Click on the link below to see the copy of the GVWT Summer 2011 Newsletter:
Proposed development in the Moss Valley at Norton
North East Derbyshire District Council: Planning number 10/00968/fl for a proposed development on pristine Green Belt farmland, and local people and groups are objecting to the detrimental impacts on the landscape, environment and protected wildlife such as Badgers. There are also ancient hedgerows, old trees, and a wealth of wildlife species. The details are below and this represents a major intrusion into the Green Belt with impacts on the protected landscape at this point.
Reference: 10/00968/FL Alternative Reference: N1422
Application Received: 08 Oct 2010 Status: Pending Decision
Address: Land Between District Boundary And West Side Of Track Leading From Bochum Parkway To Hazelbarrow Farm Sheffield Derbyshire.
Proposal: Application for a change of use of land and erection of a stable block and site office in connection with proposed equestrian business (Conservation Area) (Amended Plan/Additional Information)(Further amended Plans)
The application will be going to planning committee on 28.06.2011. Copies of the report are available on the website, www.ne-derbyshire.gov.uk for inspection for five days before the date of the committee meeting. The officers’ recommendation is that the application be conditionally approved. This is despite not having legal access to the site down the existing lane.
The contact is Matthew Kane on 01246 217753. Northern Planning Team, The Council House, Saltergate, Chesterfield, S40 1LF, Text us: 0780 0002425
***MOSS VALLEY WILDLIFE GROUP and others are very concerned and are asking you to voice your opinions too.***
New planning application for Waverley Link Road across playing fields at Woodhouse Mill.
Rotherham MBC have submitted a new application for the Waverley Development Link Road to go across the playing fields at Woodhouse Mill. This is despite last year’s successful community campaign to get the road re-routed and is in opposition to Sheffield CC’s application to have the playing fields designated as one of the Queen Elizabeth Jubilee greenspace areas. The proposed road will not only destroy the playing fields but will impact on the wildlife areas next to it. Members of the public are being asked to register their objections to the new scheme by emailing the Fields in Trust organisation email@example.com or writing to them at Fields in Trust, 2nd Floor, 15 Crinan St., London N1 9SQ. Information about the planning application can be found at www.dft.gov.uk .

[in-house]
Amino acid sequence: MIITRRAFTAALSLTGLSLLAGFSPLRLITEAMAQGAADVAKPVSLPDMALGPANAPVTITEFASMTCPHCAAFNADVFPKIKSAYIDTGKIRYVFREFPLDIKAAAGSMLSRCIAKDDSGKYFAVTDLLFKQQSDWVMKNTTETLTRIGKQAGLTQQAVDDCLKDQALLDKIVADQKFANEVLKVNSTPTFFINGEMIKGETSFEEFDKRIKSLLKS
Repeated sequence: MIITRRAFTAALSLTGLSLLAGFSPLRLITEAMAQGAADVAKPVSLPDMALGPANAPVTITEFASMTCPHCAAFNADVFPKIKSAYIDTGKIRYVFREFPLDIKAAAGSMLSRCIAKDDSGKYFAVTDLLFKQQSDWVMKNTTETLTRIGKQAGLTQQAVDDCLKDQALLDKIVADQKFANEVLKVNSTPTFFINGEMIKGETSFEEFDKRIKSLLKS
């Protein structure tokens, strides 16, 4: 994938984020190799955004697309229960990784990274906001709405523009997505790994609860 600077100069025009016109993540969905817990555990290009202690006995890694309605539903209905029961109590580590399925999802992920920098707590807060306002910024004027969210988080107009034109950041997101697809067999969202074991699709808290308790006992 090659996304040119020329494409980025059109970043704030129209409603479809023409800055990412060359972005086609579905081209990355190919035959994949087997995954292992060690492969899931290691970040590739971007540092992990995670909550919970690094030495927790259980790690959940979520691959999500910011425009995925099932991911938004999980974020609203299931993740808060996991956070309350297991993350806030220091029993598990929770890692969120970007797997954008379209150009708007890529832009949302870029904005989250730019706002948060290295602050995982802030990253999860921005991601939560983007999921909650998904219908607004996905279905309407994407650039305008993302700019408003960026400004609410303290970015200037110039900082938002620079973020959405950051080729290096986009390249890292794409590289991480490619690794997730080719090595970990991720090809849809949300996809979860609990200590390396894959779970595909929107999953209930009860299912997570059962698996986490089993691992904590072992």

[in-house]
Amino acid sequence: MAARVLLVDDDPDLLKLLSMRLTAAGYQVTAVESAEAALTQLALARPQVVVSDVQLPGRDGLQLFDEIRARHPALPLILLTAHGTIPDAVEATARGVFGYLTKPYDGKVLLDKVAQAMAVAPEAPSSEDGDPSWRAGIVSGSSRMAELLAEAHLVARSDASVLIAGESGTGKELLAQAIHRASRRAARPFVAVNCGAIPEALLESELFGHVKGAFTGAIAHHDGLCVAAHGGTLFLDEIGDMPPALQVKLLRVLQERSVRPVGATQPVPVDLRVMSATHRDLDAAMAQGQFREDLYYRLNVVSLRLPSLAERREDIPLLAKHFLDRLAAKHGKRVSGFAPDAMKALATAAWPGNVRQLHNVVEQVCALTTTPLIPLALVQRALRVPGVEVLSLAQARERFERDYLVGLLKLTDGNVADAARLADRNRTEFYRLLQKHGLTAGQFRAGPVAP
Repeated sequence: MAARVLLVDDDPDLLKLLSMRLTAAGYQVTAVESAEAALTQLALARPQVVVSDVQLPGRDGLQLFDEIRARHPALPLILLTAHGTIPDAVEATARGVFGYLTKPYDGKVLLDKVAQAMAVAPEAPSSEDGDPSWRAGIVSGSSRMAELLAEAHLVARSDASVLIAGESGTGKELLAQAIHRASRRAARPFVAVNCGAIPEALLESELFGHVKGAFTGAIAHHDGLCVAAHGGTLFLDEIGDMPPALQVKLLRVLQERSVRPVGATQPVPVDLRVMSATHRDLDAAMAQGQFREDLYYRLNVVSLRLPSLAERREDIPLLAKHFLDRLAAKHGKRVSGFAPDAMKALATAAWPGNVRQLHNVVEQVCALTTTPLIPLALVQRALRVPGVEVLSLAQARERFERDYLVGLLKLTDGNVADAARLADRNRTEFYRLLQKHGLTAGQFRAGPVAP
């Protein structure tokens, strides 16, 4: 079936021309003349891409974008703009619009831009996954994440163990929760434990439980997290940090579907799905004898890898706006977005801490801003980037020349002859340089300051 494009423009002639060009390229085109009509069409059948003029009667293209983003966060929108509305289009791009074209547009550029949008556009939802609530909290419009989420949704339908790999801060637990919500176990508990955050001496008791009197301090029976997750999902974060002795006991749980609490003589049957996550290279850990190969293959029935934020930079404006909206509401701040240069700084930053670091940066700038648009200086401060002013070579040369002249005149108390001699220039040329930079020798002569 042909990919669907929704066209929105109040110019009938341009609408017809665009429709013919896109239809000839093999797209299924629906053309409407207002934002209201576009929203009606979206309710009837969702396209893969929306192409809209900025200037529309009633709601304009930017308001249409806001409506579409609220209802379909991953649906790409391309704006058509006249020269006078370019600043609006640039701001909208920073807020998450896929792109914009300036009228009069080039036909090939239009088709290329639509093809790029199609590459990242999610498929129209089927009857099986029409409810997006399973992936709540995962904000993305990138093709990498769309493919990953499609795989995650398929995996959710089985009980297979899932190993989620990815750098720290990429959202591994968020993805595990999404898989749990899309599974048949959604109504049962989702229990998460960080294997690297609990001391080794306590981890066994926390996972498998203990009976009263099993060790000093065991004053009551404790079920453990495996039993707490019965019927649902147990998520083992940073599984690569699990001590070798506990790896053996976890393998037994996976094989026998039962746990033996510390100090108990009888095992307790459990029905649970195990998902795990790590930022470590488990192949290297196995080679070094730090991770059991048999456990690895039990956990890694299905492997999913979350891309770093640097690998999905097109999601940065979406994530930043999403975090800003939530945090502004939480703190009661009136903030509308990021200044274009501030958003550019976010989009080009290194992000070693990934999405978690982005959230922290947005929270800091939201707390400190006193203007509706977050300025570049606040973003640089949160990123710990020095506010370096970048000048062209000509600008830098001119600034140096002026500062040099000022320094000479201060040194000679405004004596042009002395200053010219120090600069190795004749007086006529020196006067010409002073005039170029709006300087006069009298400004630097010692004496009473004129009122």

What is happening in the Shire Brook Valley?
Annette Taberner (Home Education Group) has sent us the following request for support. She emails "For the last 8 years the Shire Brook Valley has been supported by a Project Ranger, Chris Smith. This meant there were lots of events, school visits, group activities and work days with volunteers. After the recent council cuts and re-structure of the Ranger Service, the Project Ranger post has been lost and sadly for us Chris has been moved to another Ranger Team. We have been coming here for years and think it is a brilliant green place for people living in around the valley and for the rest of Sheffield. We want to know what new plans there are to make sure that all the great things that happen here don't stop and the Shire Brook Valley doesn't get neglected. If you are worried about the future of the Shire Brook Valley,please come to the next South East Community Assembly meeting and support our questions. It's on Thursday 23rd June, 7.00 to 9.00pm at Handsworth Grange Community Sports College, Handsworth Grange Road, S13 9HJ (down Beaver Hill Road)."
Recent Ploughing of Grassland at Oakes Park, Norton, Sheffield S8
The secretary of the Moss Valley Wildlife Group has forwarded a copy of a letter that was recently sent by the group expressing their concerns about ploughing up of grassland. At the May Business Meeting of Moss Valley Wildlife Group, a Committee Member reported that a piece of grassland in the south east area of Oakes Park had been ploughed. At a visit to observe the grassland on 16th May 2011, the secretary was horrified to see that a piece of what appears to be parkland within Oakes Park certainly has been ploughed very recently. Oakes Park, despite being cut through by Bochum Parkway, is still part of the Moss Valley. The Committee of Moss Valley Wildlife Group is extremely concerned about this matter. The grassland within Oakes Park is believed to be a species rich grassland which is now an almost non-existent habitat in the Moss Valley due to various agricultural practices, especially ploughing. It is believed Oakes Park is a protected habitat, especially for its grassland. It is also a Conservation Area and within Sheffield’s Green Belt. Apart from the potential loss of bio-diversity there is now a different visual aspect across this area of parkland within Oakes Park.
The Group is asking if Sheffield City Council’s Ecology Unit, their Department of Planning & Development and local councillors could look into the matter as a matter of urgency. The group are worried that ploughing in other grassland areas of Oakes Park could take place very shortly and further damage to the grassland be caused. MVWG cannot understand why this action has taken place, and if in fact, any wildlife or Green Belt constraints have been broken. In the Group’s view it would have been preferable to have managed the grassland in order to improve its bio-diversity, rather than plough it up. MVWG is also concerned that work undertaken which changes the nature and quality of the grassland within Oakes Park could have a potential negative impact for the future of both Oakes Park and the Moss Valley, especially if the current Government carries out its stated aims of relaxing planning regulations relating to housing been built on green land and, in particular, Green Belt land.
They have also asked if Professor Ian Rotherham who is conversant with the ecological history of Oakes Park could offer any information or advice which they think will also be extremely useful.